November 17, 09.30
It’s 0930 and we’re sailing upwind again, making 8.5 knots and pointing for our destination. I didn’t think our crew would see any downwind sailing this passage, with all the forecasts showing week after week of headwinds. They had gotten used to life at an angle, and the “low side” was much better rested than the “high side”. But on the 15th of November we watched the cold front pass to the north west, taking extra-tropical storm ETA with it, and our week of persistent headwinds were replaced by broad reaching conditions, gifted to us by the east end of the next high pressure system. So, it should go without saying that the 16th was epic. The conditions were perfect for ICEBEAR to rip towards Antigua at 9 kts, topping out at 10.6 as she surfed the swell on her quarter. The seas built up enough for us to discuss how high they were, we think 1.5m, and the ship and her crew rolled merrily along.
In the afternoon, around 1500, Andy continued our education in celestial navigation. Crew peeled themselves off their bunks and gathered as students in the cockpit. We had worksheets and our sights from the previous evening, and Andy was equipped with his whiteboard and his “not yelling but projecting” teacher’s voice. As he led us through the worksheet, concepts we had heard the day before began to click. We made adjustments to our sextant reading based on our height of eye off the water, light refracting in the atmosphere and the diameter of the sun. We took turns paging through the almanac to figure out the sun’s ‘geographic position,’ it’s celestial lat long (called declination and GHA) when we took our sight. After an hour of squinting at tables and mental arithmetic, it was time for a nap. These celestial lessons have been a highlight of this trip for me. As the mate, I am always looking for guidance from the skipper. I learn so much from each skipper I work with and with each passage I make, helping me imagine myself filling that role in the future. So, getting to sit as a student in Andy’s celestial classroom was the ultimate learning experience. His enthusiasm and talent for explaining such classically elusive concepts feels contagious, and I hope I get it!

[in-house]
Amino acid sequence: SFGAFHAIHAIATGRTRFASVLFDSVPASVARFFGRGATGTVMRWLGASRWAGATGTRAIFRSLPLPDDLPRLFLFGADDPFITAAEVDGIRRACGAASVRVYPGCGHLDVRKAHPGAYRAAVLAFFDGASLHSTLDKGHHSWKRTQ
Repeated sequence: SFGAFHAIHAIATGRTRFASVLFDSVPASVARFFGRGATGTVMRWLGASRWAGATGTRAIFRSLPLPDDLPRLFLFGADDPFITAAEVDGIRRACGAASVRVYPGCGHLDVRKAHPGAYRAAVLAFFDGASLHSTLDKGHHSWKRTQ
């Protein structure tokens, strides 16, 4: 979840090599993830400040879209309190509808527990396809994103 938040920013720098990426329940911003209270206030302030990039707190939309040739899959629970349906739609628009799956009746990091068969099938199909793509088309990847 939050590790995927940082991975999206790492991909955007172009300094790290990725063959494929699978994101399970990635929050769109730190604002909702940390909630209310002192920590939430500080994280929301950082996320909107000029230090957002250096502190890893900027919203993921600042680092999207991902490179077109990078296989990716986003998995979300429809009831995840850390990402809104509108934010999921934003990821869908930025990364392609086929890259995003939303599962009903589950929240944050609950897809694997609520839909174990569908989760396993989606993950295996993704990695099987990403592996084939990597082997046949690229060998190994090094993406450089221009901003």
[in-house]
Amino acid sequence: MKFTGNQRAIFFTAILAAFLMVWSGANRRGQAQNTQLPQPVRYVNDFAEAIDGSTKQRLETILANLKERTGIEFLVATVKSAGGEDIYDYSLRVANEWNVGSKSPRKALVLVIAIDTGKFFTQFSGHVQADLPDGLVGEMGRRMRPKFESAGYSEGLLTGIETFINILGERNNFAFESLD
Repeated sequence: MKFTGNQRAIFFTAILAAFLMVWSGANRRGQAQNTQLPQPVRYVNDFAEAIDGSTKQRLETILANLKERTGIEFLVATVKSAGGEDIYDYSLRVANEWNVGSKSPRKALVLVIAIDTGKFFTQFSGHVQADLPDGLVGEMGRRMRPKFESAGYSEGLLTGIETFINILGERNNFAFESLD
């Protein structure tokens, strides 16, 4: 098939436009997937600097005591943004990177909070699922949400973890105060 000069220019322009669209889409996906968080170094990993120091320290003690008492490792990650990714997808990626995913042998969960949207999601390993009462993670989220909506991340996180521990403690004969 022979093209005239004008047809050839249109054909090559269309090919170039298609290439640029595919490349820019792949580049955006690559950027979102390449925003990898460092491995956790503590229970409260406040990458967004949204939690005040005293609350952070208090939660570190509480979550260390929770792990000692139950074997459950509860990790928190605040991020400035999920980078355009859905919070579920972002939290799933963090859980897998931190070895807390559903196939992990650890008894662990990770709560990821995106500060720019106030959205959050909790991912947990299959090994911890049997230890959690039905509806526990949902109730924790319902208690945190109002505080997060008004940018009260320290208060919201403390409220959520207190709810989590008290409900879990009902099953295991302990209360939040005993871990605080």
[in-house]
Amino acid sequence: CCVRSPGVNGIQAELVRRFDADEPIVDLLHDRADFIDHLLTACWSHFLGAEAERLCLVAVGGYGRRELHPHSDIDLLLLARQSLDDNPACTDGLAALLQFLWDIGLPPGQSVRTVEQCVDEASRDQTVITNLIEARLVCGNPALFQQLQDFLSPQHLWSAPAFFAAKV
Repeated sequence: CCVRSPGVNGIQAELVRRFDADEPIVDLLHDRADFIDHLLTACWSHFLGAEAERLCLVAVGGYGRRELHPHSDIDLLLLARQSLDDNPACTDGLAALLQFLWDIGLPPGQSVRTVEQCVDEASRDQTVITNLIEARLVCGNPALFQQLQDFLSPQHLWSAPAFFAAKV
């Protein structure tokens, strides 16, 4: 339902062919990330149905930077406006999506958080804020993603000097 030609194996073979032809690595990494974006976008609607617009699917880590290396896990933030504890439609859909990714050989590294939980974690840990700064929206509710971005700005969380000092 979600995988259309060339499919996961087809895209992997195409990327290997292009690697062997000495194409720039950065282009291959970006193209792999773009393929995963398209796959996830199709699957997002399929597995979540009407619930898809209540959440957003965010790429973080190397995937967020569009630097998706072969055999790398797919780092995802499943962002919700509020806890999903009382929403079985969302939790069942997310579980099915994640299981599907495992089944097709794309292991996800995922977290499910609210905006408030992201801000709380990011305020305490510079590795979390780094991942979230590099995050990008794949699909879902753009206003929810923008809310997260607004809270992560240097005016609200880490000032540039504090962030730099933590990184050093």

Yesterday evening brought our first set of squalls. To have come this far in a fall passage south without seeing a squall or feeling a drop of rain is remarkable. Our decks and salty skin were ready for it. When I got up for my 2200 watch I looked at the radar display at the nav station and immediately did an about-face to get my foulies. The screen looked like it had been sprayed by a paintball gun. Dennis was happy to be relieved after four hours of skirting by squalls and getting rained on, so I joined our on watch crew at the helm. Shook Ming and Scott Taylor seemed weary from hand steering through a sloppy sea and ever-changing breeze, but as always their attitude was positive and forward-looking. For the next hour and a half we continued navigating the wind shifts and enjoying the freshwater rinses as they came, and then it suddenly cleared. With a light and variable breeze, we ghosted out of the thick clouds and spitting rain, finding ourselves under the kind of night sky you can only see in Earth’s far reaches. The wind was filling in ahead of the beam and the radar was clear ahead, so we struck the stays’l and shook out the genoa, re-leading the sheet for our old friend, upwind sailing.
A little after 0000, Shook Ming and Scott disappeared below for a well-earned rest and, for the first time in a long while, I was alone on deck sailing through the night. The sea rushing by the hull convinced me there were dolphins jumping alongside. I looked, didn’t see any, and let myself believe they were there with me, playing in the starry sea. Soon after, Andy came up with coffee and we soaked in the feeling that hooked us to offshore sailing.
There’s bacon in the oven and the crew are starting to smell it and stir from sleep. Andy’s going to whip up his famous hurricane eggs this morning as we keep making way towards Antigua. Until next time.
As always, HOLD FAST